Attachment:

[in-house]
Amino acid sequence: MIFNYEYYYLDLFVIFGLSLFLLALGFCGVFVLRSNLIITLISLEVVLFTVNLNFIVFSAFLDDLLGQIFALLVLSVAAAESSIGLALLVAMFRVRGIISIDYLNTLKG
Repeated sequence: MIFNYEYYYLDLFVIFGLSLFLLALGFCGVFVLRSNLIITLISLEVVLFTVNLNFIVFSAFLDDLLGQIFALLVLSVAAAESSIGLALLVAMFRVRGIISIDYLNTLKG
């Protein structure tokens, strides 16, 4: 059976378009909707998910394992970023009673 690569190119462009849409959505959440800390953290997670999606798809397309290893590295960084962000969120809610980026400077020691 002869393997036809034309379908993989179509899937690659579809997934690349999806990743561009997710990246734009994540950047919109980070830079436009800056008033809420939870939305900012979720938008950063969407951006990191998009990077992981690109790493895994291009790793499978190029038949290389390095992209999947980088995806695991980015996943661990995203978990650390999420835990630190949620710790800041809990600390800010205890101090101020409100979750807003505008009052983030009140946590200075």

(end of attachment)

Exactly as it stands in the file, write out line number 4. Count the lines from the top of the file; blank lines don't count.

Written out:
């Protein structure tokens, strides 16, 4: 059976378009909707998910394992970023009673 690569190119462009849409959505959440800390953290997670999606798809397309290893590295960084962000969120809610980026400077020691 002869393997036809034309379908993989179509899937690659579809997934690349999806990743561009997710990246734009994540950047919109980070830079436009800056008033809420939870939305900012979720938008950063969407951006990191998009990077992981690109790493895994291009790793499978190029038949290389390095992209999947980088995806695991980015996943661990995203978990650390999420835990630190949620710790800041809990600390800010205890101090101020409100979750807003505008009052983030009140946590200075």